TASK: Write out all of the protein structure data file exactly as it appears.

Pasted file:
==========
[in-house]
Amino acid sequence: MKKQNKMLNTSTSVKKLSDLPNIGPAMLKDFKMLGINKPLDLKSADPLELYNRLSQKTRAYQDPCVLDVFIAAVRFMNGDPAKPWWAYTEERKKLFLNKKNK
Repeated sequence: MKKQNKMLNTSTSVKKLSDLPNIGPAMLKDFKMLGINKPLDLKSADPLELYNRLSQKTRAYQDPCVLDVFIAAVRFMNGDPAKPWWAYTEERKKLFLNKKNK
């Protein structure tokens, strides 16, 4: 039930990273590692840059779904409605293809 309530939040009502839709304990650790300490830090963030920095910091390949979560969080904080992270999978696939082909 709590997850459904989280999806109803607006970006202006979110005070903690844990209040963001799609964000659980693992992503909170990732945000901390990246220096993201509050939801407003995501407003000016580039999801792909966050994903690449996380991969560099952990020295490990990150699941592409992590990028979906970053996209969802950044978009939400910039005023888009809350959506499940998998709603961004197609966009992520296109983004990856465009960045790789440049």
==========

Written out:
[in-house]
Amino acid sequence: MKKQNKMLNTSTSVKKLSDLPNIGPAMLKDFKMLGINKPLDLKSADPLELYNRLSQKTRAYQDPCVLDVFIAAVRFMNGDPAKPWWAYTEERKKLFLNKKNK
Repeated sequence: MKKQNKMLNTSTSVKKLSDLPNIGPAMLKDFKMLGINKPLDLKSADPLELYNRLSQKTRAYQDPCVLDVFIAAVRFMNGDPAKPWWAYTEERKKLFLNKKNK
């Protein structure tokens, strides 16, 4: 039930990273590692840059779904409605293809 309530939040009502839709304990650790300490830090963030920095910091390949979560969080904080992270999978696939082909 709590997850459904989280999806109803607006970006202006979110005070903690844990209040963001799609964000659980693992992503909170990732945000901390990246220096993201509050939801407003995501407003000016580039999801792909966050994903690449996380991969560099952990020295490990990150699941592409992590990028979906970053996209969802950044978009939400910039005023888009809350959506499940998998709603961004197609966009992520296109983004990856465009960045790789440049």